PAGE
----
How to avoid coming across as some kind of crackpot

There has been a lot of huffing and puffing on Twitter about think tanks, the funding of think tanks and whether this is transparent enough. Policy Exchange has come in for particular scrutiny.

I maintain my broad position that such discussions are largely pointless. It matters far more whether a position is right and can be supported with evidence than it matters who funded the research behind the idea. If you disagree with Policy Exchange’s views on Grammar schools, for instance, it is far better to explain why you disagree than it is to rave on about their sources of revenue.

Firstly, ad hominem attacks of this kind are highly polarising. If you are part of the leftish Twitter subculture that fills my timeline then it can seem extremely damning to suggest that a think tank might be funded by shadowy business people. But this is because you already have a prejudice against shadowy business people. It plays to the gallery. Suggest to an ordinary member of the public that a piece of research has been funded by big business and they are likely to declare, “So what?”

To imagine why, flip it around. Picture someone criticising a think tank for being funded by… the unions! You probably find this to be an unconvincing line of attack because, to you, unions are the good guys who stand up for workers’ rights. Their mission is entirely benign. Yet if you went to a conference full of right-wing political activists then the anti-union argument would play well. They see unions as bureaucracies that milk workers of their hard-earned cash in order to run pet projects or, worse, fund lavish perks for union officials.

And that same conference would probably look quite favorably on big business, with delegates viewing it as a creator of jobs and wealth. Nothing sinister at all.

It’s not that political positioning doesn’t matter. It clearly affects what think tanks choose to research and publicise. But if it leads them into error then it is far better to point out the error because that way you might just convince somebody who doesn’t already agree with you.

But perhaps I’ve missed the point. Perhaps the issue is not that Policy Exchange is probably funded by wealthy business people who have an interest in education and politics. Perhaps the issue is transparency of funding. Can’t we all at least agree that think tanks should be transparent?

Not really, no.

People can donate money to whatever legal organisation they like. Think tanks have no actual power, only influence. If a politician decides to follow a policy formulated in a think tank then we can still vote that politician out of office. The politician is accountable. Yes, politicians are at risk of being corrupted and so we should know their financial interests. They have put themselves in the public space. But why should we know that a particular individual has contributed to funding a think tank? Wouldn’t this just result in the funds drying up as those individuals and companies are subjected to wide-scale tinfoil-hattery from their political opponents?

Sadly, there are a lot of crackpots out there. Even humble bloggers like me have been subjected to abuse – the worst dirt that could be found was that I work in an independent school; something I had already written about on this blog. But I digress.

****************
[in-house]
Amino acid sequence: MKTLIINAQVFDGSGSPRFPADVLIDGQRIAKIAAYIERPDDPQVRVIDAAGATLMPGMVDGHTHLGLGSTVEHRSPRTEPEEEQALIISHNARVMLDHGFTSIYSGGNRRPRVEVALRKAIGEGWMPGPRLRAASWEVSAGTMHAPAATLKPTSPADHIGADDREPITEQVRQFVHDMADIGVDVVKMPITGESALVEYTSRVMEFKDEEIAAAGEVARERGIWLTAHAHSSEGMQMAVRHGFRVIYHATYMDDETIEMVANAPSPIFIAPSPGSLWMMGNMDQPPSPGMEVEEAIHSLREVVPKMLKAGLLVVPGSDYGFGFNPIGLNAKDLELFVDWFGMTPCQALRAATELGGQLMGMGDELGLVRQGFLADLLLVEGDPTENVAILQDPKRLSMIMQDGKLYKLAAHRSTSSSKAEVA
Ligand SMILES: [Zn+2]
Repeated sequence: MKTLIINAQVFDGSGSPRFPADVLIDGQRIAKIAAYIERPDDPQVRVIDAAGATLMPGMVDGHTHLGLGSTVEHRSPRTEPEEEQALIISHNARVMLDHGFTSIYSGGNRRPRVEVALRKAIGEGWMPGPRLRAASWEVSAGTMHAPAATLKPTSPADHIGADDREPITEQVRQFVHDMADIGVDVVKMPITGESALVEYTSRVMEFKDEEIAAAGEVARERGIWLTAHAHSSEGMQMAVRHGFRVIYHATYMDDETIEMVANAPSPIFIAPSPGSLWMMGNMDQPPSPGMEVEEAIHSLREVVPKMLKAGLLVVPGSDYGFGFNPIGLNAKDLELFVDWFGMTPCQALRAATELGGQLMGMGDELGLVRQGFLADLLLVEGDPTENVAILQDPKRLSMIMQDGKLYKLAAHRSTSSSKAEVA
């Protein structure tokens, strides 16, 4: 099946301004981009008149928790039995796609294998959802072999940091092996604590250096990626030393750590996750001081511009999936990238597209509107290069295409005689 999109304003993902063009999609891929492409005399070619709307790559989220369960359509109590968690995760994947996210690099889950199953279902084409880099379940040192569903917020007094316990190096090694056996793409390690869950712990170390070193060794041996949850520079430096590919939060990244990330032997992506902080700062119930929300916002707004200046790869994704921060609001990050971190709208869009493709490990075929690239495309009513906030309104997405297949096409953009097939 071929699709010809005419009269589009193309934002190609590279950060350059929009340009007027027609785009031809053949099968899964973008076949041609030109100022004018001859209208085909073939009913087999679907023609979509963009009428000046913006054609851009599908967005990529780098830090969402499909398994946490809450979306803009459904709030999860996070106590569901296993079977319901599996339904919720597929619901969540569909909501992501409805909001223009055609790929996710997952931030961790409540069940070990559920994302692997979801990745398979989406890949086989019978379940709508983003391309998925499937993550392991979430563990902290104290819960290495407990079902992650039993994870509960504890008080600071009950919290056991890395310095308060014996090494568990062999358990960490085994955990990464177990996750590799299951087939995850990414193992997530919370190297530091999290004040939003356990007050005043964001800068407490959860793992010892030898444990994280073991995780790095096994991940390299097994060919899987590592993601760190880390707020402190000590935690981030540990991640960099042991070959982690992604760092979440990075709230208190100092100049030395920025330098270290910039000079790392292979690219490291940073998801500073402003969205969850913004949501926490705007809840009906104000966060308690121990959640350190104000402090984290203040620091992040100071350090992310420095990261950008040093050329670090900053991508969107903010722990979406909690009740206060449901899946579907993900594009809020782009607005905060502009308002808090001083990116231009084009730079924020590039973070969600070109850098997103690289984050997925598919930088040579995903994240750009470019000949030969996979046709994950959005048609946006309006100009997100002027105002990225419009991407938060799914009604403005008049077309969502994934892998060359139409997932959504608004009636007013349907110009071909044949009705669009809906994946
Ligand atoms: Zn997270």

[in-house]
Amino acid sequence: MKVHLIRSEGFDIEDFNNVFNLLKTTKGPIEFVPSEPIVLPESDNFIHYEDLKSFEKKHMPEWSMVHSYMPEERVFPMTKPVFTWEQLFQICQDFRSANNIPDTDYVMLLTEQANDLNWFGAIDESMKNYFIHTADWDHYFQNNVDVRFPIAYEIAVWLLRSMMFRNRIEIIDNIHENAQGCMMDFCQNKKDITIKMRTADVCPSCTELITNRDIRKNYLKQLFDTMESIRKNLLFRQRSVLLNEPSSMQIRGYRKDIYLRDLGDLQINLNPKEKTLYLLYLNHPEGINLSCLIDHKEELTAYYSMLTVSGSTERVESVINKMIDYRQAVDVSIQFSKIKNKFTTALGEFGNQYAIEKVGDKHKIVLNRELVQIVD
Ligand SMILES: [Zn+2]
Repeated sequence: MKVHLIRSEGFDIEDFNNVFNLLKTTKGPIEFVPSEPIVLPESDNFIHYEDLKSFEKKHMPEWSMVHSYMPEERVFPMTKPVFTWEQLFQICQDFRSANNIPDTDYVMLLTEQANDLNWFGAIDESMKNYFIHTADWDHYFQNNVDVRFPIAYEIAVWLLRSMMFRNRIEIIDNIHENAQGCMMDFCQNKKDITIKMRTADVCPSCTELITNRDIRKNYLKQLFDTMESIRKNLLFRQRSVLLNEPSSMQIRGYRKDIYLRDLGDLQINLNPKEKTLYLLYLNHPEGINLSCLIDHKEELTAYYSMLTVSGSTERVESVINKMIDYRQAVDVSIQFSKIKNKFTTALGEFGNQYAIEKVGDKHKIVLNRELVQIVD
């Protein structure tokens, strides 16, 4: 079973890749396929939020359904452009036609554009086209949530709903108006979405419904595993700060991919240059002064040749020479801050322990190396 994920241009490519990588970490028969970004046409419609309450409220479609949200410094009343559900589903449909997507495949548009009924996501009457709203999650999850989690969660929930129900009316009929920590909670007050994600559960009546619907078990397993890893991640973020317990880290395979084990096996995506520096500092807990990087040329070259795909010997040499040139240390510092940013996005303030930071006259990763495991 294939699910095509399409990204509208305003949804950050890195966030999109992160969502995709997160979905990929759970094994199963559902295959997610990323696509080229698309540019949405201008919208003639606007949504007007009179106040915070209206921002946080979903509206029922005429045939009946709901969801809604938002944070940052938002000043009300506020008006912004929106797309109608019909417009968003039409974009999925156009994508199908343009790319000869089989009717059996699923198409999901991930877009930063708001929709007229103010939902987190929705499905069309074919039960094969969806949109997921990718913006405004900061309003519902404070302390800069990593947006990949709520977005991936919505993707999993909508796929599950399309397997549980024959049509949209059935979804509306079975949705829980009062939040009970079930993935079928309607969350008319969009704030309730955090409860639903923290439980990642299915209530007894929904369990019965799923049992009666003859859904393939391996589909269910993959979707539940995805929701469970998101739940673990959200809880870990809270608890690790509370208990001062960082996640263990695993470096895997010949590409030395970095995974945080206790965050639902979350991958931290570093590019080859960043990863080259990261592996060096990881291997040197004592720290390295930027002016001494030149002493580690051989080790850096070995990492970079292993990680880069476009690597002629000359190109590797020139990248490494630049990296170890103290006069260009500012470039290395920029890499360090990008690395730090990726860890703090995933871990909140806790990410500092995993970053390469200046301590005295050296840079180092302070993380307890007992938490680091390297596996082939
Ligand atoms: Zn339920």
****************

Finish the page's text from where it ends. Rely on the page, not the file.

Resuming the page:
And maybe that’s the point. By forcing everyone out into the public sphere we will shut down those think tanks funded by large donations from private individuals – the ones we don’t like – and that will leave only those funded by mass movements like the unions – the ones we do like.

I am not arguing that funding positions or lack of openness shouldn’t be mentioned. I’m not calling for censorship. A little context is useful and can help you orientate yourself to the debate. I just don’t think it makes a good basis for an argument. If all you can criticise about an organisation is that it doesn’t publish a list of donors on its website then you have a pretty thin case.

The ideas are far more interesting. And it is in discussion of these ideas that the future direction of education will be won or lost.

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3 thoughts on “How to avoid coming across as some kind of crackpot

  1. Tara Houle says:

    to me it all comes down to credible evidence. Which is also a loaded question I suppose. However I am far more interested in the information, and results, rather than the vehicle from whence it appeared.

    • Dodging the issue by attacking the source of the information (a variation of the ad hominem argument) has no doubt been happening as long as people have had thoughts to disagree about. However, it does seem to have got worse in recent years — and in my view this is no accident. It coincides with the triumph in our educational institutions of “critical theory”, which enjoins students to “deconstruct” a piece of work by identifying the author’s socio-political status. All they need do, in other words, is ask themselves if this is the work of the devil or the angels. Everything — even fiction — is treated as a polemical device in support of or opposed to one ideological position or another. Teaching “deconstruction” panders to the natural human tendency to be “aligned”. It’s less lonely that way, and it saves the effort of dealing with the evidence or (in the case of fiction) expanding one’s sympathies beyond the reflex.

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